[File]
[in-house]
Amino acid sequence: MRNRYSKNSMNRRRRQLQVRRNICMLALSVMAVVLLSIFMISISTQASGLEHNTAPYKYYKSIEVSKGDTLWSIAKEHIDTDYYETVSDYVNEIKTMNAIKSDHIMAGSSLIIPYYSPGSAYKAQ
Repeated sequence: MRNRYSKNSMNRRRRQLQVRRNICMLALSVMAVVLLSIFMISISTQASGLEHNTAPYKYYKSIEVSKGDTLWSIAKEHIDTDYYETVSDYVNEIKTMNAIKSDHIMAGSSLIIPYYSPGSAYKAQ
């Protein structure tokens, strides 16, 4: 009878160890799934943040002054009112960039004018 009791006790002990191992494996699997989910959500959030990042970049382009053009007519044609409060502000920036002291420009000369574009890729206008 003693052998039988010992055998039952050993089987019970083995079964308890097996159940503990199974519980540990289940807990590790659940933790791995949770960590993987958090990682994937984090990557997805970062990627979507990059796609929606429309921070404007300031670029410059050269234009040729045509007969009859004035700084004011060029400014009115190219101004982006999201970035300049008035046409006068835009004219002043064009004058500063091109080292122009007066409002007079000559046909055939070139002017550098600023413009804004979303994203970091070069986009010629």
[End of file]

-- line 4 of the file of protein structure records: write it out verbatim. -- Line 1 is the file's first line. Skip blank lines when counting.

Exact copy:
């Protein structure tokens, strides 16, 4: 009878160890799934943040002054009112960039004018 009791006790002990191992494996699997989910959500959030990042970049382009053009007519044609409060502000920036002291420009000369574009890729206008 003693052998039988010992055998039952050993089987019970083995079964308890097996159940503990199974519980540990289940807990590790659940933790791995949770960590993987958090990682994937984090990557997805970062990627979507990059796609929606429309921070404007300031670029410059050269234009040729045509007969009859004035700084004011060029400014009115190219101004982006999201970035300049008035046409006068835009004219002043064009004058500063091109080292122009007066409002007079000559046909055939070139002017550098600023413009804004979303994203970091070069986009010629």